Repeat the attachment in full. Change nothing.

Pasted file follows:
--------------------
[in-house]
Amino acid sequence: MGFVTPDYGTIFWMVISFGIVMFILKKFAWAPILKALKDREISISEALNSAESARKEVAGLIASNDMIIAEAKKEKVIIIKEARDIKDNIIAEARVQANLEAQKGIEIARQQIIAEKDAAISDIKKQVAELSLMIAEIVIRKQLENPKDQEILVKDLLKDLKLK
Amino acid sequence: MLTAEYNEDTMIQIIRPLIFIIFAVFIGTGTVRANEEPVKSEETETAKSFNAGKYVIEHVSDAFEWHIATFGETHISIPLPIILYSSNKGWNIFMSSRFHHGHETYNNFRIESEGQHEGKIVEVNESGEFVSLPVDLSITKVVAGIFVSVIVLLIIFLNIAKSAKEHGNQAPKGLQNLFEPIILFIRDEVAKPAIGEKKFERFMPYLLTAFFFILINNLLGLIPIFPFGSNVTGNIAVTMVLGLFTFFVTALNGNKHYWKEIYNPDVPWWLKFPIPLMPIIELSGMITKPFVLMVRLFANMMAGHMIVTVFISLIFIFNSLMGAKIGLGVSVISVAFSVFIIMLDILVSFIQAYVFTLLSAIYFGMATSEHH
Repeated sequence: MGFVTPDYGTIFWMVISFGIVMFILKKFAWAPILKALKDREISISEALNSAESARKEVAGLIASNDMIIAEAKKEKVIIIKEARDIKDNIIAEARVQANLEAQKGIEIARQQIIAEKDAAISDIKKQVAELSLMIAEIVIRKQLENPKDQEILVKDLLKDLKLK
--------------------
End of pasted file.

[in-house]
Amino acid sequence: MGFVTPDYGTIFWMVISFGIVMFILKKFAWAPILKALKDREISISEALNSAESARKEVAGLIASNDMIIAEAKKEKVIIIKEARDIKDNIIAEARVQANLEAQKGIEIARQQIIAEKDAAISDIKKQVAELSLMIAEIVIRKQLENPKDQEILVKDLLKDLKLK
Amino acid sequence: MLTAEYNEDTMIQIIRPLIFIIFAVFIGTGTVRANEEPVKSEETETAKSFNAGKYVIEHVSDAFEWHIATFGETHISIPLPIILYSSNKGWNIFMSSRFHHGHETYNNFRIESEGQHEGKIVEVNESGEFVSLPVDLSITKVVAGIFVSVIVLLIIFLNIAKSAKEHGNQAPKGLQNLFEPIILFIRDEVAKPAIGEKKFERFMPYLLTAFFFILINNLLGLIPIFPFGSNVTGNIAVTMVLGLFTFFVTALNGNKHYWKEIYNPDVPWWLKFPIPLMPIIELSGMITKPFVLMVRLFANMMAGHMIVTVFISLIFIFNSLMGAKIGLGVSVISVAFSVFIIMLDILVSFIQAYVFTLLSAIYFGMATSEHH
Repeated sequence: MGFVTPDYGTIFWMVISFGIVMFILKKFAWAPILKALKDREISISEALNSAESARKEVAGLIASNDMIIAEAKKEKVIIIKEARDIKDNIIAEARVQANLEAQKGIEIARQQIIAEKDAAISDIKKQVAELSLMIAEIVIRKQLENPKDQEILVKDLLKDLKLK